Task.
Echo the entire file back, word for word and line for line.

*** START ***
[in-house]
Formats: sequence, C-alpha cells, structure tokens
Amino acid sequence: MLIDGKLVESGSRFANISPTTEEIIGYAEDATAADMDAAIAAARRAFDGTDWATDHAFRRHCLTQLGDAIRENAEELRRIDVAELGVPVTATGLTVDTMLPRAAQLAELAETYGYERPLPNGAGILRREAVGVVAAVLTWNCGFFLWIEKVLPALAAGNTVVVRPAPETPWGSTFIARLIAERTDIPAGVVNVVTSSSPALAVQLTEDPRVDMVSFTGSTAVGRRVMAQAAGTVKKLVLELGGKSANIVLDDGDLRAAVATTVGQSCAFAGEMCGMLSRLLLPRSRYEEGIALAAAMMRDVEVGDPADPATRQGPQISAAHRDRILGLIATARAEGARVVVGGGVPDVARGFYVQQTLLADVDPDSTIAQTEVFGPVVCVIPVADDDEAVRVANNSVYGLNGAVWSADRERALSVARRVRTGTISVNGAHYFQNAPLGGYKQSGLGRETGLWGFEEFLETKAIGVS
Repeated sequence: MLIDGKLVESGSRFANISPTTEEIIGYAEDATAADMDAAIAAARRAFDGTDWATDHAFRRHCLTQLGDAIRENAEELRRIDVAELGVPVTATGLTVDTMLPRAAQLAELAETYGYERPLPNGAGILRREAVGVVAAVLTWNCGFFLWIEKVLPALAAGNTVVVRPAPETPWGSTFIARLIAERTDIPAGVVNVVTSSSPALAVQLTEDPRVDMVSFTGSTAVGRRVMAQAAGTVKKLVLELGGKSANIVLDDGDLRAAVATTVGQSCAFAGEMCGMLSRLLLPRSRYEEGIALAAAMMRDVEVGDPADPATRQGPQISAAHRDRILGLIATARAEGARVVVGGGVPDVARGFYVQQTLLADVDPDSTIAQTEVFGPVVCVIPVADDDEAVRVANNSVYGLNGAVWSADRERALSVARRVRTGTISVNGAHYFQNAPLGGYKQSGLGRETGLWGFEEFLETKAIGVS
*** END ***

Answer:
[in-house]
Formats: sequence, C-alpha cells, structure tokens
Amino acid sequence: MLIDGKLVESGSRFANISPTTEEIIGYAEDATAADMDAAIAAARRAFDGTDWATDHAFRRHCLTQLGDAIRENAEELRRIDVAELGVPVTATGLTVDTMLPRAAQLAELAETYGYERPLPNGAGILRREAVGVVAAVLTWNCGFFLWIEKVLPALAAGNTVVVRPAPETPWGSTFIARLIAERTDIPAGVVNVVTSSSPALAVQLTEDPRVDMVSFTGSTAVGRRVMAQAAGTVKKLVLELGGKSANIVLDDGDLRAAVATTVGQSCAFAGEMCGMLSRLLLPRSRYEEGIALAAAMMRDVEVGDPADPATRQGPQISAAHRDRILGLIATARAEGARVVVGGGVPDVARGFYVQQTLLADVDPDSTIAQTEVFGPVVCVIPVADDDEAVRVANNSVYGLNGAVWSADRERALSVARRVRTGTISVNGAHYFQNAPLGGYKQSGLGRETGLWGFEEFLETKAIGVS
Repeated sequence: MLIDGKLVESGSRFANISPTTEEIIGYAEDATAADMDAAIAAARRAFDGTDWATDHAFRRHCLTQLGDAIRENAEELRRIDVAELGVPVTATGLTVDTMLPRAAQLAELAETYGYERPLPNGAGILRREAVGVVAAVLTWNCGFFLWIEKVLPALAAGNTVVVRPAPETPWGSTFIARLIAERTDIPAGVVNVVTSSSPALAVQLTEDPRVDMVSFTGSTAVGRRVMAQAAGTVKKLVLELGGKSANIVLDDGDLRAAVATTVGQSCAFAGEMCGMLSRLLLPRSRYEEGIALAAAMMRDVEVGDPADPATRQGPQISAAHRDRILGLIATARAEGARVVVGGGVPDVARGFYVQQTLLADVDPDSTIAQTEVFGPVVCVIPVADDDEAVRVANNSVYGLNGAVWSADRERALSVARRVRTGTISVNGAHYFQNAPLGGYKQSGLGRETGLWGFEEFLETKAIGVS